Indian film

Bollywood – factory without competition

Even though many of European praises for the author of a three hours long Indian
musical are mostly seen as preconceived provocation or a reflection of a
critic’s weird taste, still we are talking about respectable cinematography of
the world

After Mira Nair won the Golden Lion last year on the Venetian Mostra, and
Ashutosh Gowariker (Lagaan) was nominated for the Oscar in the category
of the best foreign film, as if overnight Indian film became the ultimate media
attraction. However, leaders of Indian film like Mira Nair and Shekhar Kapur
realized that India became too narrow for them and joined global author
migrations because foreign producers evaluated their authors’ personalities to
be interesting enough to invest their money in and thus secured them penetration
in European and American markets. On the other hand Indian historical spectacles
and musicals in which mythology, strong coloring, emotions, folklore, pathos and
eccentric usage of dance and music sequences produce an authentic stylistic
unity, in Europe are mostly sentenced to the ethnic ghetto of Bradistan. But
that does not mean that we should stay indifferent to genre conventions of
Bollywood, which long ago snatched away the leadership from Hollywood when it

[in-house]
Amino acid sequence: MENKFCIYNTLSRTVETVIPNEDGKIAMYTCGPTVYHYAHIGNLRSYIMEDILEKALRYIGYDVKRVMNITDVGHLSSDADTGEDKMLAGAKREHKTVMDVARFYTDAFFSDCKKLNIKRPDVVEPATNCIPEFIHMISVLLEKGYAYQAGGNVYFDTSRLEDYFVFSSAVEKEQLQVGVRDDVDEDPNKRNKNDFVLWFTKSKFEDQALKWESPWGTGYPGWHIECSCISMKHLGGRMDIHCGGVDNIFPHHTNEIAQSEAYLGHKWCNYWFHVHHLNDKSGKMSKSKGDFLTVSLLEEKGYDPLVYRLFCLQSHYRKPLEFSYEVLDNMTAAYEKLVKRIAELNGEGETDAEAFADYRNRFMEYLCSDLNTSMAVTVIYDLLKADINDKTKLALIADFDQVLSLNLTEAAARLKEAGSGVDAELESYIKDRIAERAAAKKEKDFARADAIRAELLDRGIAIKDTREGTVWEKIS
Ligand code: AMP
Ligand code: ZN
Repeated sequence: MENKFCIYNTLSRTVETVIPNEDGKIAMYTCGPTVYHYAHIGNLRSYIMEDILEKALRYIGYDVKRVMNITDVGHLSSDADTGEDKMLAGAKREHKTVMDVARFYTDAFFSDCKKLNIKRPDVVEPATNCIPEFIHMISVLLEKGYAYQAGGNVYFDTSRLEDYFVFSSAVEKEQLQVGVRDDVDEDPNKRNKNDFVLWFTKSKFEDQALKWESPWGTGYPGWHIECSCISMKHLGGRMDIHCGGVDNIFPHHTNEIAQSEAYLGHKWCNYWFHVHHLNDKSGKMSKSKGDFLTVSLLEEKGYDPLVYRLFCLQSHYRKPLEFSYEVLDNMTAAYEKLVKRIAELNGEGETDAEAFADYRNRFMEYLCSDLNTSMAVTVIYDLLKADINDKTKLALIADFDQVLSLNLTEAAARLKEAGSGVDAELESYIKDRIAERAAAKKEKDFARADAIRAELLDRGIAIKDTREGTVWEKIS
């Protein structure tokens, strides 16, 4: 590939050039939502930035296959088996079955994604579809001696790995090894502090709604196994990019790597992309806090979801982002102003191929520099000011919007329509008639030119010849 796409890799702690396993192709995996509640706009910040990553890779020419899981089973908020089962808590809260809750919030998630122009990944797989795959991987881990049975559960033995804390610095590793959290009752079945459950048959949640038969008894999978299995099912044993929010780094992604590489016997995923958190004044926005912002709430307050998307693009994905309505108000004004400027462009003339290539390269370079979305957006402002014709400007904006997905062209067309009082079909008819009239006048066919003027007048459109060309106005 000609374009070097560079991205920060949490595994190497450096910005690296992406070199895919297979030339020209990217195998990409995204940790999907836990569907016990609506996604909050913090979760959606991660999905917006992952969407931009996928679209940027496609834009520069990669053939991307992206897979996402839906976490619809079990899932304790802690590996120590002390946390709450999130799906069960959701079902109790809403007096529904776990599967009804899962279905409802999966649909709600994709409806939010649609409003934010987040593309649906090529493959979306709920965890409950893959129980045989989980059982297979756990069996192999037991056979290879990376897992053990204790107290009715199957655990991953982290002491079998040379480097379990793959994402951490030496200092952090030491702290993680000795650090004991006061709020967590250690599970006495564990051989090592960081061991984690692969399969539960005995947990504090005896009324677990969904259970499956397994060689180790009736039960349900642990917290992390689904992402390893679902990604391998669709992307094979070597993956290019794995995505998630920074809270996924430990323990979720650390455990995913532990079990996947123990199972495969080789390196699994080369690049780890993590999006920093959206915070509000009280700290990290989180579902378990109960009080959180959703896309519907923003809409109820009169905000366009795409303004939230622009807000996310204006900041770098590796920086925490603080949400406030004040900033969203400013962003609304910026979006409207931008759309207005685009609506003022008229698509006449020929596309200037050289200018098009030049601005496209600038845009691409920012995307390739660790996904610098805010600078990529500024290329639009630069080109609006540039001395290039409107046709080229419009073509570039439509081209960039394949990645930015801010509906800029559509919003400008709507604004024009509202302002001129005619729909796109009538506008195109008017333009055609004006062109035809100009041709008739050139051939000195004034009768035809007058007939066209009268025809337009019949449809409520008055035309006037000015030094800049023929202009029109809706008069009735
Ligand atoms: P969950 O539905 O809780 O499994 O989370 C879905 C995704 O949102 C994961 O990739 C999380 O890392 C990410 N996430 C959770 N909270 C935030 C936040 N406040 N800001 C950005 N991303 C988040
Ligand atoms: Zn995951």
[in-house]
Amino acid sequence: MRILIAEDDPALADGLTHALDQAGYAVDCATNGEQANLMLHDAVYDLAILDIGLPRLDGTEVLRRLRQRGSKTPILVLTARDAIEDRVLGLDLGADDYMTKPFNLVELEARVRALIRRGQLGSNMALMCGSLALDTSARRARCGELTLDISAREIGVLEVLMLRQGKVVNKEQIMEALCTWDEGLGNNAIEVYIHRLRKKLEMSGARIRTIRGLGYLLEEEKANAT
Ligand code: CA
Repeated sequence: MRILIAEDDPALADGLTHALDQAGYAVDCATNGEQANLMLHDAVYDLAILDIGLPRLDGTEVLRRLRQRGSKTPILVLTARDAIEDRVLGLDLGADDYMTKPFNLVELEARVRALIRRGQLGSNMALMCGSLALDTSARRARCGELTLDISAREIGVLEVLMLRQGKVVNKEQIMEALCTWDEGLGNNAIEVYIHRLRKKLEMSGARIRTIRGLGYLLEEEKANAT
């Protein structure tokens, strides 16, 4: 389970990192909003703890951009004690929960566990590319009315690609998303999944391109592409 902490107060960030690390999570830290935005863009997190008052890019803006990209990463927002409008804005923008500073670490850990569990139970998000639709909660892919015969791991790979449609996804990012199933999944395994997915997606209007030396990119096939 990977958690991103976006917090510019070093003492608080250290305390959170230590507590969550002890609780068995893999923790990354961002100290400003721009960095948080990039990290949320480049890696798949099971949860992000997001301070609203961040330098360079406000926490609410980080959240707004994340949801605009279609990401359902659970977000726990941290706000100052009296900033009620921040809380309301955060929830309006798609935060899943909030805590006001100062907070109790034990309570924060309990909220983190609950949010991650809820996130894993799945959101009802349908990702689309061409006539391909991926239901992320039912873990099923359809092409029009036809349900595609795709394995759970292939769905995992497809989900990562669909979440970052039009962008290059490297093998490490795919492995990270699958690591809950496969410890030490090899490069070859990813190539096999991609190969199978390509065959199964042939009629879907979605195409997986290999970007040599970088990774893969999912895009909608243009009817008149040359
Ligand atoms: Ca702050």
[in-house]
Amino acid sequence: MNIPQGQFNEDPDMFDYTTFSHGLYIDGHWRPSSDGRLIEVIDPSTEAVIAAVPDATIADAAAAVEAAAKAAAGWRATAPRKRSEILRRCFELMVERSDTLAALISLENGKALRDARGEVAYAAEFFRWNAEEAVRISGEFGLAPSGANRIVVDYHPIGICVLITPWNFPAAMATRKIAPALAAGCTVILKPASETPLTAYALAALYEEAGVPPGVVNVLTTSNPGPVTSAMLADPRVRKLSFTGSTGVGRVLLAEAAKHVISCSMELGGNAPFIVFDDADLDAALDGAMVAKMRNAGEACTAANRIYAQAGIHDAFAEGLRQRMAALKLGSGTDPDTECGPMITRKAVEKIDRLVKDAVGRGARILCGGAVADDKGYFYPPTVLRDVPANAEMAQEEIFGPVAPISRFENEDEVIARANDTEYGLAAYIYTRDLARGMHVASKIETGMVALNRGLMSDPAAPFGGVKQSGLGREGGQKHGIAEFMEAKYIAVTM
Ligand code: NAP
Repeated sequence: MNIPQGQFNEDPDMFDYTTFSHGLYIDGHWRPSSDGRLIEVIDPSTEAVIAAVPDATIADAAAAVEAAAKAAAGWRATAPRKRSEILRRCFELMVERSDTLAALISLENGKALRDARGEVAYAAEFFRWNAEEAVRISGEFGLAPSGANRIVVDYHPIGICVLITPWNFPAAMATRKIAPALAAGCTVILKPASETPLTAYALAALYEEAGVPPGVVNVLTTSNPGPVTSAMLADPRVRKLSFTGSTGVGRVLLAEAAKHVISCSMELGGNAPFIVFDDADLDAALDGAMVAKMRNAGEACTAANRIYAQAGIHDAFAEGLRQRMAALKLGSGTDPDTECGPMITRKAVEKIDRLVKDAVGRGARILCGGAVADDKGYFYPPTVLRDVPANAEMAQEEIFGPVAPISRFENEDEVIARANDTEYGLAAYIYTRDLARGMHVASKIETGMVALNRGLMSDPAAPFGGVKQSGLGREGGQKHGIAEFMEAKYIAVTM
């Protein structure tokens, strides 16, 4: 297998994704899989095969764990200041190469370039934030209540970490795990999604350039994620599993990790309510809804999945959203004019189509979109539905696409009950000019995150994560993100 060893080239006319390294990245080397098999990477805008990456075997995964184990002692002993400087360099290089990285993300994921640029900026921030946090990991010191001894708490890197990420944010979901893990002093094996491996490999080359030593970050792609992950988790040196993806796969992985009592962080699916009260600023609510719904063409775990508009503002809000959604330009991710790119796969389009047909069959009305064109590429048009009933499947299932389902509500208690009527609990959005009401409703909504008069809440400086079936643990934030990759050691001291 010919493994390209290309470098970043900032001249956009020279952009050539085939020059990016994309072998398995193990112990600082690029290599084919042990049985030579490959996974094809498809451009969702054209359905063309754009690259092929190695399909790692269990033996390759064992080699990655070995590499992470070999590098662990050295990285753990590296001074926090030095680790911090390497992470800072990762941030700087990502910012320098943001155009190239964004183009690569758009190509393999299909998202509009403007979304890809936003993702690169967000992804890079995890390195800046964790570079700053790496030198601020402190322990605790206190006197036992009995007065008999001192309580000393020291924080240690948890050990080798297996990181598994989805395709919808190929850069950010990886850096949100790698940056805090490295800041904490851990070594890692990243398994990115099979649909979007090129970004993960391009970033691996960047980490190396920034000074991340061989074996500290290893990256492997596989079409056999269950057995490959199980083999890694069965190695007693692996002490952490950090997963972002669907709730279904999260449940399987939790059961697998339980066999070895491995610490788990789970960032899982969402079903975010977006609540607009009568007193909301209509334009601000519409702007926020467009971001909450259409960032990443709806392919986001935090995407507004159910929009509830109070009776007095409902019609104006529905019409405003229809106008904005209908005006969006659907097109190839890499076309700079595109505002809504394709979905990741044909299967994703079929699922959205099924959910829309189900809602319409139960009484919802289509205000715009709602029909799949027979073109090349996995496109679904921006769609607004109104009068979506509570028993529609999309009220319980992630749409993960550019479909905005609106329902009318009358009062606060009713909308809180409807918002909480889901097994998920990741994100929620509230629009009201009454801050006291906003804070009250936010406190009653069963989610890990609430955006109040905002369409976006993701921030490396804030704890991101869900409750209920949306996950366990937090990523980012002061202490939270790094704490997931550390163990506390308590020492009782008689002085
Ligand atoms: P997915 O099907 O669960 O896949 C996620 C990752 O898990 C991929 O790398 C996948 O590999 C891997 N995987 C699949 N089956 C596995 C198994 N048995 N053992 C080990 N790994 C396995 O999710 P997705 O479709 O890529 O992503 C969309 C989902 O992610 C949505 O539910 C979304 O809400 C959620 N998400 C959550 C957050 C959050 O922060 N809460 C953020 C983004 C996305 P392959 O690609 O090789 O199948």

comes to the speed of production of its celluloid mega hits. Mostly European
praises for the author of a three-hour Indian musical are mostly seen as
preconceived provocation or a reflection of a critic’s weird taste. Such hyper
production has transformed Bollywood stars into the ultimate workaholics of
motion pictures, like the famous Manorama, who in 1985 played her thousandth
role, though not her last (sometimes she parallely worked on 30 different
projects). But, the visual style of those popular spectacles filmed in Bombay
studios can only be viewed as a king-size variation of pop videos, whose poetics
at the same time functions as the ideal marketing tool for awakening of
nationalist emotions of Indian masses. We don’t even have to mention their
treatment of star system. For example, when on one occasion one of the
most famous Indian actors was hospitalized after he got severe injuries on the
set, masses of his fans occupied the hospital building offering to donate him
their organs. Crying girls sent him love letters written in their own blood. And
Indira Gandhi postponed her trip to US, so she could, out of her head in panic,
rush to the hospital to visit him.

This program ignores Manorama’s records, but it reflects a brief history of
Indian cinematography in range from Indian author legends like Vankudre
Shantaram, who shot his first film in 1930, all the way to popular productions
of the last decade marked by Sibi Malayil and patriot melodramas by Mani Ratnam
who was often attacked in media for his anti-Muslim attitudes. We haven’t
forgotten the respectable Ritwik Gathak, convinced leftist and dissident, one of
the few Indian filmmakers of the older generation whose work could compete with
that by the great Satyajit Ray, with the only exception being that his humanist
handwriting was much more furious and obstinate than Ray’s. Let us not perceive
them only in the context of the ultimate exotic. They deserve much more. (Dragan